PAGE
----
So, Thanksgiving is right around he corner and this year we can look forward to getting together with those we love in person, unlike last year. Yes, we still need to take all the precautions we're aware of, but at least things are looking a bit more like normal. Well, what passes for normal nowadays, of course.
Once the Thanksgiving festivities are over, we all get to take part in a relatively new holiday (if you can call it that). Actually, we can consider it a two-day holiday. Of course, I'm referring to Black Friday and its even newer close cousin, Cyber Monday.
The Friday after Thanksgiving, normally the following day, has become the day we all flood the stores in search of what we believe to be incredible deals on everything on our list. Traditionally, this is the day when, after retailers traditionally operated at a financial loss for most of the year (January through November), they would make their profit during the holiday season, beginning on the day after Thanksgiving. That was the traditional start of Black Friday but you can be sure it's now just a way to sell you more stuff.
It didn't take long to add one more day to the festive event: Cyber Monday. Cyber Monday is the first Monday after Thanksgiving and, for the most part, is the unofficial ecommerce version of Black Friday. While it's very convenient to shop from the comfort of your home...and the perceived safety it provides...there are some things to think about when shopping online to keep your personal financial security safe.
While shopping online, whether on Cyber Monday or any other time of the year, make sure you keep some things in mind:
1. Shop with the names you know.
You can be fairly sure that shopping with companies you already know are legit, whether the companies are large or small. Besides the usual large e-commerce-centric companies, most brick-and-mortar stores now have their own online shops. This includes many of the local stores in your area. Try sticking with those companies.
2. Only trust secure websites.
Look at the site's website address. At the beginning of the address, look for either a lock icon or the letters "https" (as opposed to just "http"). That "s" signifies the site is utilizing a secure socket layer (SSL). You may need to click on the address to make the "https" show up. In short, that lets you know, first hand, that website can prove it is a secure place to do business.
3. Use strong passwords.
If you open an account with a reputable online shopping outlet, you will be required to create a login to enter the site's control panel to administer your account. When choosing a password, make sure it's secure. Avoid common names or words that are easy to guess. What makes for a secure password? Choose as long a word as possible with a combination of capital and lower case letters, as well as numbers and special characters. It's understandable to try to choose an easy to remember password instead but it cannot be stated enough what kind of damage a malicious actor can do to your pesonal finances if he or she can get into your account. Make it safe and please avoid keeping a copy of your password where a crook can steal it, like a wallet, purse or unlocked cell phone.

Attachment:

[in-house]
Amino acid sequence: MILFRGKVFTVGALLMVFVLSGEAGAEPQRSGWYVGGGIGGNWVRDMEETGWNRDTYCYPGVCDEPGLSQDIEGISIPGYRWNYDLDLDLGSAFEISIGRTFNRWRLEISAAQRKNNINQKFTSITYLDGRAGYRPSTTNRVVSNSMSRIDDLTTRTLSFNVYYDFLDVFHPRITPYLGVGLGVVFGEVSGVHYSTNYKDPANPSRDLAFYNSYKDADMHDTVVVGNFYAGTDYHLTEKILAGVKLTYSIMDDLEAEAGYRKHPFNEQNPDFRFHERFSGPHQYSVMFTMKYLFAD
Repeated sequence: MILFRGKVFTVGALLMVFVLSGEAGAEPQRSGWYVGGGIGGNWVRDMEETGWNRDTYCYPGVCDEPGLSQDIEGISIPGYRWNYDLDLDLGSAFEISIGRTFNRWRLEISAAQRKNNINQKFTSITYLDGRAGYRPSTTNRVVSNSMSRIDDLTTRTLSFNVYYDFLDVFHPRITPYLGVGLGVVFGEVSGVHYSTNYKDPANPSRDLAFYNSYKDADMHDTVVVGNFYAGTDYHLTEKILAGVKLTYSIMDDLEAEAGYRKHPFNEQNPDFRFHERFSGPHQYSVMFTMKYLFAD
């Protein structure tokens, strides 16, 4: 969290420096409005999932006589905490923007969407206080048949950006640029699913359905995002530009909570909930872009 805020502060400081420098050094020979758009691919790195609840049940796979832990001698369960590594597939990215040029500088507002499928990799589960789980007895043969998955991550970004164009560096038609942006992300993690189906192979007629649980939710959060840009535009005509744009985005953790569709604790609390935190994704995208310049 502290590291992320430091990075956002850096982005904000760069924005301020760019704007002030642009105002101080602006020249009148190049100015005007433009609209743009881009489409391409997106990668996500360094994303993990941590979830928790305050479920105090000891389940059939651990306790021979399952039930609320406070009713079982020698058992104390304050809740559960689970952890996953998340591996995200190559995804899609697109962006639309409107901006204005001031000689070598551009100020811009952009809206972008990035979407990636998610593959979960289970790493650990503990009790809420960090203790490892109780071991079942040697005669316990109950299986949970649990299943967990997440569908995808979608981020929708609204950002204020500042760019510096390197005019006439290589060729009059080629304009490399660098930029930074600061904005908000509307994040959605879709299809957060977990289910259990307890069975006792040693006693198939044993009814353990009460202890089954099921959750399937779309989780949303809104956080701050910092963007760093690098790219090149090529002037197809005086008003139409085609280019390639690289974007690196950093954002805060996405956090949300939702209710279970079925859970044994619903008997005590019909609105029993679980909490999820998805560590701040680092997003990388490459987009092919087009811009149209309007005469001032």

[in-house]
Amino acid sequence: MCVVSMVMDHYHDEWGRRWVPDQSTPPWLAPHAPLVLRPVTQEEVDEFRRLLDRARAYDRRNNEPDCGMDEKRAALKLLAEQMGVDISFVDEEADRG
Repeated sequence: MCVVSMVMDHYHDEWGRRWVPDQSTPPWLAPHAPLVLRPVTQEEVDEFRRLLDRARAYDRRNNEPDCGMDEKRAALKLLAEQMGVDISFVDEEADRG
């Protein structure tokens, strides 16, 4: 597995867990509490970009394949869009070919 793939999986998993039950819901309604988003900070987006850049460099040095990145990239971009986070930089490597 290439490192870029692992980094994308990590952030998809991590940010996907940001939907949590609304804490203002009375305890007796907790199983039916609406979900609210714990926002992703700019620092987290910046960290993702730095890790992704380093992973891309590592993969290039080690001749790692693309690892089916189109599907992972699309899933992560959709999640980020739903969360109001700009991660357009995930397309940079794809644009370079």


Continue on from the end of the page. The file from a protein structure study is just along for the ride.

4. Become street smart regarding shopping scams.
Scams are everywhere. Beware of deals that just seem too good to be true, especially if they come by way of emails. Malicious actors can create fake websites that are designed to collect private information from the unaware shopper, such as passwords or credit card numbers.
5. Try to avoid shopping through public Wi-Fi.
Public Wi-Fi locations may be convenient but are often unencrypted and unsecured. This can leave you vulnerable to anyone who can grab personal information from your digital device by just digitally listening in. If shopping online, it's best to wait until you get home and shop from there. Just make sure your own personal Wi-Fi or internet service is password protected first!
6. After you get done shopping.
Even after an online shopping spree is over, you should keep an eye on your bank or credit card accounts to make sure everything stays secure. Pay attention to listed purchased items and services within statements. In the event something doesn't look right, contact your financial institution as soon as possible.
All of these things are, granted, the result of common sense. But even the most digitally streetwise shopper can fall for a scam if he or she leaves their guard down. It can happen to the best of us, so stay vigilant.
And, of course, enjoy Thanksgiving, as well as the relatively new shopping holidays. This means staying safe, both both personally and digitally.